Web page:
We cut the prime interest rate from 21\1/2\ percent to 11 percent. There will be a little jiggling up and down as we've just seen in the last week or two, but if the Congress acts responsibly, the rates will continue to decline. And I know that the three Representatives who are with us today from the Congress are going to act responsibly. [Laughter]
Incidentally, interest rates aren't all that fixed either, what someone says is the official rate. I got a call just a few days before I came on this trip. It was from the chairman of the board of directors of the Milwaukee, Wisconsin, Security Savings and Loan. And they told me, or he told me, that their financial institution has just made $100 million available for home mortgages at a 9.9-percent interest rate. Now they did something like this a year ago, a higher interest rate, but still several points below the going rate. And I made that public, as I'm doing now, because a number of other banks around the country got the idea and followed suit. So, spread the word.
When we took office, America was suffering from years of uncontrolled spending and taxing. Federal spending was growing at a rate of 17 percent a year. We've cut that by nearly 40 percent. And following 5 years in which the Federal tax take doubled, we came in and reduced personal income tax rates by 25 percent across the board. And soon they'll be indexed so that beginning in 1985, the Federal Government will never again profit from inflation at the people's expense.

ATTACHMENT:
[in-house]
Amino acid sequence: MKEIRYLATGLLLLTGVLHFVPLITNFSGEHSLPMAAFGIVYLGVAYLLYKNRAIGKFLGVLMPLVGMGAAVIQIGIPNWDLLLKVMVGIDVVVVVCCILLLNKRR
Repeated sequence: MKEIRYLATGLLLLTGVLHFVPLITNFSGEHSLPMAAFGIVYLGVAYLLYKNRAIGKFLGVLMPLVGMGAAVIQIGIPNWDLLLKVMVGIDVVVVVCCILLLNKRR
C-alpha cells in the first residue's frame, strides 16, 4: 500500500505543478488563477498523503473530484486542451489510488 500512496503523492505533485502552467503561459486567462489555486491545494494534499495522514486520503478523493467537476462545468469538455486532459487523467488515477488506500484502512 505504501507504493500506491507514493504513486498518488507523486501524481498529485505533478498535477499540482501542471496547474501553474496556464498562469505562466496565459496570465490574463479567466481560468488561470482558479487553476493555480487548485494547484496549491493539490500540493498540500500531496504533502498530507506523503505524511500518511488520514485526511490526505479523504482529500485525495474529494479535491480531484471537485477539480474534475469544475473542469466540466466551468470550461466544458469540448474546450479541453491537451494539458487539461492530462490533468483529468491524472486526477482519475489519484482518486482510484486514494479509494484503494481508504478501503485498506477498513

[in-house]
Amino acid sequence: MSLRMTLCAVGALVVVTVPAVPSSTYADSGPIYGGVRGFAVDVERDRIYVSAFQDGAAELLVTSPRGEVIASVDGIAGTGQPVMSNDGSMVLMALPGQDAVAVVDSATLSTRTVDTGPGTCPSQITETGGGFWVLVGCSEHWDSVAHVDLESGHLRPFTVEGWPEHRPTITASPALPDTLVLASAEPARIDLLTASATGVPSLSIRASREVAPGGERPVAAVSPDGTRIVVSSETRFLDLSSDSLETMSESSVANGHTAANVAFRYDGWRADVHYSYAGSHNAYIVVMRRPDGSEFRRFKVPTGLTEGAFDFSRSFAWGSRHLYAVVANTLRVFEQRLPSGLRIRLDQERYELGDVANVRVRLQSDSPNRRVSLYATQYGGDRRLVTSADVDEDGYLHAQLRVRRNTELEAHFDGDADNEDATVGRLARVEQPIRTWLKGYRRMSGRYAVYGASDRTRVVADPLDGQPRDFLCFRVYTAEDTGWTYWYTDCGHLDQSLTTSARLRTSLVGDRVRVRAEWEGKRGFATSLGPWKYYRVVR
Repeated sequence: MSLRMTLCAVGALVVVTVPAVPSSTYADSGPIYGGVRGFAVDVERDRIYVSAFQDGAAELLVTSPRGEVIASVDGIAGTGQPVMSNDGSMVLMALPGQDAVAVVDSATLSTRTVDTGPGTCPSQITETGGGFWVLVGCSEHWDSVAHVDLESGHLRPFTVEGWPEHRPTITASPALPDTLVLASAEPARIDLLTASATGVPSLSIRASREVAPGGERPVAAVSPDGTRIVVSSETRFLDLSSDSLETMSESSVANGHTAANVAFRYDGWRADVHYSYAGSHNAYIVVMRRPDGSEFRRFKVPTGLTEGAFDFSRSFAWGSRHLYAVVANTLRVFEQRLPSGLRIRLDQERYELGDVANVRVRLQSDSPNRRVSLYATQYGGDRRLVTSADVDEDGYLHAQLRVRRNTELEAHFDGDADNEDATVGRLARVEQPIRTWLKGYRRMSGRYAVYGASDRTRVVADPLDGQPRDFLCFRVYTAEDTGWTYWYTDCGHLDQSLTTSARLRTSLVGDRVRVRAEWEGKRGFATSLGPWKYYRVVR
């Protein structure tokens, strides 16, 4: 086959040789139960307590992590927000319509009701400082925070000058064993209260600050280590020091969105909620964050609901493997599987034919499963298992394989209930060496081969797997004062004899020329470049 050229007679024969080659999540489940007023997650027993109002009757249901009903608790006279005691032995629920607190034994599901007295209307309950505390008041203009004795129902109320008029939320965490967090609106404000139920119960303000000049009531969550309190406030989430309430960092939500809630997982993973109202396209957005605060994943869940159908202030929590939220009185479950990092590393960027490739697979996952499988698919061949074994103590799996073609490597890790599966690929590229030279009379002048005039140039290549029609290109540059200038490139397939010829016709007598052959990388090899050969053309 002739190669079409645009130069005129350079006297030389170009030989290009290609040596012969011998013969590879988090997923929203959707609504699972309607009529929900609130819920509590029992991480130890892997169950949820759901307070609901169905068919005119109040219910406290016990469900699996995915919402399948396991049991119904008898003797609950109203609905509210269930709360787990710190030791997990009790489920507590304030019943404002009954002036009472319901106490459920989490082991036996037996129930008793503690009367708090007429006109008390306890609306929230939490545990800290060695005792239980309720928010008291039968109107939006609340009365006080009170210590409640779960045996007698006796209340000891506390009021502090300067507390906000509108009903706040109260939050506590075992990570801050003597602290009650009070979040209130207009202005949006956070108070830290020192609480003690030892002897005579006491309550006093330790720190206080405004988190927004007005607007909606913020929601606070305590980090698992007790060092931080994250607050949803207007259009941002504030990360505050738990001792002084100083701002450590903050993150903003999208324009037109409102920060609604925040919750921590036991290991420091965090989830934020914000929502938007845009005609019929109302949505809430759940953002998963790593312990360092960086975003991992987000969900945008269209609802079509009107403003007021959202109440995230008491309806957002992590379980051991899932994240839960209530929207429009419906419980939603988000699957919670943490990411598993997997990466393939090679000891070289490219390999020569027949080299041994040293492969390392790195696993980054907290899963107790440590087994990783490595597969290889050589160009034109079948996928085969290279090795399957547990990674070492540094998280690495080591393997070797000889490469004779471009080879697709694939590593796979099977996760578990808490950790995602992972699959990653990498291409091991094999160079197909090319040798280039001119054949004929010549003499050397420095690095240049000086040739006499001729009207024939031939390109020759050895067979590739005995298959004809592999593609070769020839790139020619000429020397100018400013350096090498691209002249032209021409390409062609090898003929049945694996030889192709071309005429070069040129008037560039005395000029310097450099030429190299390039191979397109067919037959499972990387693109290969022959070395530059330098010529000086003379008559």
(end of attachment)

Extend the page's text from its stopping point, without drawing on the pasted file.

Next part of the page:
The cumulative effect of all our economic efforts is now being felt. That's why they don't call it Reaganomics anymore. [Laughter] As they say down at Cape Canaveral, we have a lift-off. [Laughter] Our economy is lifting off, and it's because of the policies that we've been pursuing over the past 2\1/2\ years. Consumer confidence and spending are up. Productivity is up. Industrial production, retail sales, auto sales, housing and construction are all up since the beginning of the year.
Last quarter, the economy grew at an annual rate of 9.2 percent. It was a much bigger jump than anyone had predicted or expected. It was first announced as 8.7, and then they had to go back and correct themselves. It was 9.2.